Both black bears and grizzlies live in and around western Montana’s forests. Elks live high in the summer, low in the winter. They’re sometimes called wapiti, and they grow their antlers fresh every summer and shed them in the winter. Moose are common but private. Mule deer negotiate rough forest terrain; white-tailed deer run across more open areas. Transition areas between two types of habitat (such as the edges of a meadow or clear-cut) are usually good places to look for all sorts of wildlife. Bighorn sheep, mountain goats, and grizzly bears are all more likely to be seen high on the slopes of the Rockies.
Mountain lions have been showing up in some unlikely places, like the streets of Columbia Falls, the parks of Missoula, and the campgrounds of Glacier National Park. Big people can usually frighten them off with shouting and menacing gestures, but children and small adults have been attacked. Youngsters should hike within sight of adults.
Because of its predatory instincts, the gray wolf has been trapped, hunted, and poisoned to near extinction. Since receiving protection as an endangered species, wolf populations have made a comeback, mostly near Glacier National Park and in the far reaches of northwestern Montana. Even before wolves were introduced to Yellowstone National Park, some seemed to have slipped in unescorted. Montana’s wolf population grew to over 420 before wolves were delisted as endangered species in 2008 by the Bush administration. Responsibility for wolf population management has passed to individual states, with Montana officials talking about instituting a hunting season for wolves.
The wolf’s smaller relative, the coyote, has managed not only to survive the abuses given to predator species but to actually thrive in human-inhabited areas.
Birds such as dippers, Clark’s nutcrackers, spruce grouse, owls, woodpeckers, jays, chickadees, wrens, sparrows, flycatchers, mountain bluebirds, western tanagers, warblers, rufous hummingbirds, waterfowl, bald eagles, ospreys, and hawks all find niches in the varied habitats provided by western Montana’s forests.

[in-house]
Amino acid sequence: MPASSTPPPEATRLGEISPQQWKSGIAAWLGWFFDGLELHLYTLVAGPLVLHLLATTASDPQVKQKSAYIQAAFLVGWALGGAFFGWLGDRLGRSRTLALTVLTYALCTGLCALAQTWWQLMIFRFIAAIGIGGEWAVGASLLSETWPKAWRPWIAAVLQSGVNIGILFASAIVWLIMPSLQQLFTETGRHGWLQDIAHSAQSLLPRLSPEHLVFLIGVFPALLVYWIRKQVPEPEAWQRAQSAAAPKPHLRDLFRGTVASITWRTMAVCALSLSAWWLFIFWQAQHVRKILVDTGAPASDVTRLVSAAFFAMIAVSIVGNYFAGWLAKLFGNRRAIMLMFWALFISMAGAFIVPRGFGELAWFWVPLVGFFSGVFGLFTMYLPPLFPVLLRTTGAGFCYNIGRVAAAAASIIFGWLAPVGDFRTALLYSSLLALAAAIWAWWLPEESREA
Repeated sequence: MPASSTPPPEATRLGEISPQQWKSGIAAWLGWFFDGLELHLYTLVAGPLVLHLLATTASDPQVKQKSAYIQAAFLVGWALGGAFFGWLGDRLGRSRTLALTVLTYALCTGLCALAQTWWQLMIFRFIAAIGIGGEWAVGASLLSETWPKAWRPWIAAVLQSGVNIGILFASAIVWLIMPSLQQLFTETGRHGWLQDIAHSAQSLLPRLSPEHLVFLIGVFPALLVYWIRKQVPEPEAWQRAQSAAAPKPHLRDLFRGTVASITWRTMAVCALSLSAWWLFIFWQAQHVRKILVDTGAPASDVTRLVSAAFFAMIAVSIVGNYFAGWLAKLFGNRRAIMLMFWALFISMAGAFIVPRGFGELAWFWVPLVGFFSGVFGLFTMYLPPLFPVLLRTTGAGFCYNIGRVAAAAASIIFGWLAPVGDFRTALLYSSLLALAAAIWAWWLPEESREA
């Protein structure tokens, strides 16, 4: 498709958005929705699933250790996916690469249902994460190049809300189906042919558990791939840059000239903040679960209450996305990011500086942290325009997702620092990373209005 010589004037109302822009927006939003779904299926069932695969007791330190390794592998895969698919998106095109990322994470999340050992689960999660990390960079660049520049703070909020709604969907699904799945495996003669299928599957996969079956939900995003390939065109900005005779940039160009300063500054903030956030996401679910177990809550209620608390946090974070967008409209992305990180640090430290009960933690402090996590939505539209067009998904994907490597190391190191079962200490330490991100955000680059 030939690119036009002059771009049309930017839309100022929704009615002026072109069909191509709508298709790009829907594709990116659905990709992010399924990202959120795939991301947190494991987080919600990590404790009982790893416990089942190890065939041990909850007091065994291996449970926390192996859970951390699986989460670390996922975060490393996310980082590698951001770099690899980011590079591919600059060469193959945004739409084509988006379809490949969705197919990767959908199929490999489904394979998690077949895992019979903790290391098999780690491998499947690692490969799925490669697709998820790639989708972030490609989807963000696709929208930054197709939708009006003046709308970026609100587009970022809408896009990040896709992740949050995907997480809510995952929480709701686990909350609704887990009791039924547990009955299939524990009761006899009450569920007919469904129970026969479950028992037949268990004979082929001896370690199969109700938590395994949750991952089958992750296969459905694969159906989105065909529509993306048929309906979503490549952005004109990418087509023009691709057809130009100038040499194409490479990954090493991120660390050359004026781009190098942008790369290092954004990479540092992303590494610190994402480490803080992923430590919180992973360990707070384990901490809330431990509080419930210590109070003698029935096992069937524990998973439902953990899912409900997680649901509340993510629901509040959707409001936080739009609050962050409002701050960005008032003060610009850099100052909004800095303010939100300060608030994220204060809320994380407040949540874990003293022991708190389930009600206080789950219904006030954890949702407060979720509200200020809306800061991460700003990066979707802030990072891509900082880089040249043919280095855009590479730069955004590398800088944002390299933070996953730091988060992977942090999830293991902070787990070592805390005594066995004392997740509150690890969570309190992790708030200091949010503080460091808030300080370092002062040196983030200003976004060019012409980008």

Westslope cutthroat trout, the state fish, is native to Montana’s streams and lakes. First described by Meriwether Lewis, its Latin name, Salmo clarki, remembers William Clark. The name cutthroat is just as revealing: These black-specked fish sport two red slashes under their jaws. Because of their tendency to hybridize with rainbow trout, cutthroat are becoming rarer.
Bull trout live mostly in northwestern Montana, especially in their native Clark Fork and Flathead drainages, although stream degradation from overlogging has severely damaged their habitat and reduced their numbers. They’re olive green with orange or yellow spots on their sides and can run up to 30 pounds.
Brown trout were imported from Europe in the 1880s, and their numbers have now surpassed many native species. Browns have a reputation for being wily and tough to hook. Another introduced species, the brook trout, comes from the eastern United States. The backs of these fish have light-colored “worm tracks” on their otherwise dark olive backs.
Whitefish are silver-sided with olive-green backs and small mouths. They are usually five pounds or less and live in the western part of the state.
Arctic grayling are trout cousins; they’re not common, but they can be caught in southwestern and south-central Montana. These small copper-colored or bluish fish are usually less than a foot long, with large dorsal fins.
Until recently, kokanee salmon, landlocked salmon with small dark spots on a blue-tinted body, thrived in Flathead Lake, where they’d been planted in the 1920s. Although changes in the lake’s ecology have not favored the Flathead kokanee, they are still abundant in other parts of northwestern Montana.
© W.C. McRae & Judy Jewell from Moon Montana, 7th Edition